A.a serotype with localized aggressive periodontitis (LAP) in the United States was serotype b, whereas serotype a was found to be elevated in subjects with chronic periodontitis. In Finnish subjects, serotypes a and b with periodontal disease and serotype c from periodontally healthy controls were more frequently isolated.[11]

The expression of the leukotoxin is controlled by the presence of specific sequences within the promoter region and the binding of regulation proteins to these sequences.[12] Environmental factors have also been shown to regulate the leukotoxicity.[13] High levels of leukotoxin production have been detected in A.a strains with the leukotoxin promoter region deletion of 530-base pair (bp).[14]

Thus, the present study was aimed to detect serotypes a, b, c, d, and e and leukotoxin by A.a and find its correlation with periodontal status.


   Materials and Methods Top


This study was conducted in the Department of Periodontics. It was a cross-sectional study including 80 subjects. The ethical clearance was obtained from the Institutional Ethical Committee and a signed written informed consent was obtained from all the subjects before participating in the study. All study subjects were included according to the following:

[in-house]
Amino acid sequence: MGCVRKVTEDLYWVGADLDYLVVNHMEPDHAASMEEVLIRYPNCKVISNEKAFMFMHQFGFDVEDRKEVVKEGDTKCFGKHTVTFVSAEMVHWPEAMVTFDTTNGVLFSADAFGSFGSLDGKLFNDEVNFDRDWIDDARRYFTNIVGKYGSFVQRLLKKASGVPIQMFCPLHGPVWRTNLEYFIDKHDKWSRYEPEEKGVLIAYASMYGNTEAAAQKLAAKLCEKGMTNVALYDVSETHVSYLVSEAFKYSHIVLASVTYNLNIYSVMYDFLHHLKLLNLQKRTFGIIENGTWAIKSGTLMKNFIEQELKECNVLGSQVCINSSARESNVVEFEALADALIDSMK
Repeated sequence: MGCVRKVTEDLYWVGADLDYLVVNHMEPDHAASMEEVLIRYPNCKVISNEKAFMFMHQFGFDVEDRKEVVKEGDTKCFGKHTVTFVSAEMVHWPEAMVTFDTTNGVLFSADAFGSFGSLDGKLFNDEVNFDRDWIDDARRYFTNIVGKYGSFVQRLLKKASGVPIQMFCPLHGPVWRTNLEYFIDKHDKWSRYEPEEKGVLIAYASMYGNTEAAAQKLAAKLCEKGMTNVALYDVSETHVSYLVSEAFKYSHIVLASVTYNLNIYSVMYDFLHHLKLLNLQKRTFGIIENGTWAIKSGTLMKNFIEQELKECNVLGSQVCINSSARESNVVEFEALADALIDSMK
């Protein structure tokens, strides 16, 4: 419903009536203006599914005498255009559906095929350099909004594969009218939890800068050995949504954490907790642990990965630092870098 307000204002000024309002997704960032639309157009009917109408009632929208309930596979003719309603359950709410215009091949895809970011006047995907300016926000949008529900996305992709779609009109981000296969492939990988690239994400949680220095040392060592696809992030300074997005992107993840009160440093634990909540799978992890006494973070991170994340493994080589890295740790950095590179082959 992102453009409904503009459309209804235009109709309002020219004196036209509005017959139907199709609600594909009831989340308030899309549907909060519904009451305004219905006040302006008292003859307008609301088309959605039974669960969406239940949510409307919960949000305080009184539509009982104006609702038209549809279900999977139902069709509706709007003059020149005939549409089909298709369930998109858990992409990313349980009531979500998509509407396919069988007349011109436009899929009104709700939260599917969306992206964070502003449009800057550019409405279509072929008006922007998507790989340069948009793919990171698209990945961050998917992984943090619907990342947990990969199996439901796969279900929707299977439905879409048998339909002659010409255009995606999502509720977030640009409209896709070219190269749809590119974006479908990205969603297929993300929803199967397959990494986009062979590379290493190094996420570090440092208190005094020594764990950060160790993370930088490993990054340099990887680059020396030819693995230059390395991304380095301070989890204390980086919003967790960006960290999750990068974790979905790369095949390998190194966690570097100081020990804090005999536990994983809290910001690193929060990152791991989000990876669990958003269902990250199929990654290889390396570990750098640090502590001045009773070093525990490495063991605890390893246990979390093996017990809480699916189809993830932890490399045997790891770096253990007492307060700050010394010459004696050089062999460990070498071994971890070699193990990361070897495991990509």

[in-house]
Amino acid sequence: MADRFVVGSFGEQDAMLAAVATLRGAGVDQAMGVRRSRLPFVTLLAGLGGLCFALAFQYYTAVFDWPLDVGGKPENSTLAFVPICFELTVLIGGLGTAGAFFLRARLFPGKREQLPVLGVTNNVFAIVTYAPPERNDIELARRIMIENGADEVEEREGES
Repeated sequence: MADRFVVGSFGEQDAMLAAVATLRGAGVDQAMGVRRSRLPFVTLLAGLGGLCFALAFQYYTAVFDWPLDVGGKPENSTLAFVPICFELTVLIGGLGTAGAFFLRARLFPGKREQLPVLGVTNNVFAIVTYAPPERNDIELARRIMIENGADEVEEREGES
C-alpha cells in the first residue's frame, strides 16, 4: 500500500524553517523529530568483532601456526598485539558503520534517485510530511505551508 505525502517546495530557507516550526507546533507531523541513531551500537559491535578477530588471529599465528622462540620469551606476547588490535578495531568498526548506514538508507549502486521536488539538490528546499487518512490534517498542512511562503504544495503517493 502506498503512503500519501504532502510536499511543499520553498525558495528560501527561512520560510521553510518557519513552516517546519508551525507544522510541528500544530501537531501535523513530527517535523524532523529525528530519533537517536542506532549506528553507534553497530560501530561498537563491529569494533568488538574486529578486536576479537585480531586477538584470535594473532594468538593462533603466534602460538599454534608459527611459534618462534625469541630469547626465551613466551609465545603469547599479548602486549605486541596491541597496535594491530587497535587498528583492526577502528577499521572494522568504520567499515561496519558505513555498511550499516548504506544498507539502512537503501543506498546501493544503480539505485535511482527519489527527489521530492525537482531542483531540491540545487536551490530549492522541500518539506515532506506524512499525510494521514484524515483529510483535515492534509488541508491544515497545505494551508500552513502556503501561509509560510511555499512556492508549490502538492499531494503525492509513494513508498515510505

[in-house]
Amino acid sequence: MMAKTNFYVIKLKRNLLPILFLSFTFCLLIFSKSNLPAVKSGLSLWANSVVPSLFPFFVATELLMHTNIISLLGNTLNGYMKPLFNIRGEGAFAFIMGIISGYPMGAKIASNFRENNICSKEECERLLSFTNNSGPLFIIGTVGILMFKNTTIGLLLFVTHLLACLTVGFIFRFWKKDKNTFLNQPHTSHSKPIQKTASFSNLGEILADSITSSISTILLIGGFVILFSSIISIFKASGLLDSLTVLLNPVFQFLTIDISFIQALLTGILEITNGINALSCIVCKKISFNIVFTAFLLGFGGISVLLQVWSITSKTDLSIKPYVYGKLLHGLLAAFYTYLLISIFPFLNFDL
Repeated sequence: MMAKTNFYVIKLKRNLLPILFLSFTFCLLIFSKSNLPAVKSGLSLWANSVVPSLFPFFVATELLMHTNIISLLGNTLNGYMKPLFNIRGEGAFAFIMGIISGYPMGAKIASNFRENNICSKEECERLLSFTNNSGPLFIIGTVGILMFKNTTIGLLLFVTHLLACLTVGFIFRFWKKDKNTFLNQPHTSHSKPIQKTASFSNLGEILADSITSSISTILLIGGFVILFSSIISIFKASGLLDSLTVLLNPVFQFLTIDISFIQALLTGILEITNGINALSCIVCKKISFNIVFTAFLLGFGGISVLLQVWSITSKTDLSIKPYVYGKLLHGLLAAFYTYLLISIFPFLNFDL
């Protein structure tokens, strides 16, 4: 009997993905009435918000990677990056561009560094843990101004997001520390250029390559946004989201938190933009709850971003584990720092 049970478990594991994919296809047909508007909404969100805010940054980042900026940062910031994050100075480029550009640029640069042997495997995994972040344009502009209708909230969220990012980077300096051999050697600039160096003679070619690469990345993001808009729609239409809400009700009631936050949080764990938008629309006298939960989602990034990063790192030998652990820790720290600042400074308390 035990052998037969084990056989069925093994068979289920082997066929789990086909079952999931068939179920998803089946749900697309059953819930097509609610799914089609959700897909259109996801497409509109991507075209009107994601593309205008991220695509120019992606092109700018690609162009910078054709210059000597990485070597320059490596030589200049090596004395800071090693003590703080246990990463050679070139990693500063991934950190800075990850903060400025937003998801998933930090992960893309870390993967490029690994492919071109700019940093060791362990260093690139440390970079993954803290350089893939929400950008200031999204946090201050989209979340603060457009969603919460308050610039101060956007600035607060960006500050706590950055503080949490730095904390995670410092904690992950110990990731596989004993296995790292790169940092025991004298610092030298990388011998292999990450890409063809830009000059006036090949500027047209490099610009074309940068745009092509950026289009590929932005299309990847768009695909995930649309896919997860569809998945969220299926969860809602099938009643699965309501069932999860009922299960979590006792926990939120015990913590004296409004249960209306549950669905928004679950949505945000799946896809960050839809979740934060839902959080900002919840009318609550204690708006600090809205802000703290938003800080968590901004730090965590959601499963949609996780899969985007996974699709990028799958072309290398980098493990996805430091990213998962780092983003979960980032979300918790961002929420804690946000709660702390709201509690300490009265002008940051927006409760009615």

Inclusion criteria – more than 18 years of age; a diagnosis of chronic periodontitis defined as follows: More than 30% of all measured sites with a clinical attachment loss >4 mm, and no endodontic treatment or locally irritating factors; never received periodontal treatment; no medical history of infectious diseases and no use of antibiotics during the previous 6 months; no pregnancy or lactation; and no systemic diseases with possible periodontal complications (hematologic diseases, immunologic defects, and diabetes mellitus), subjects compliant with terms of study. Exclusion criteria – Pregnant women, lactating mothers, smokers, and subjects on antibiotics and analgesics within 6 months before the study.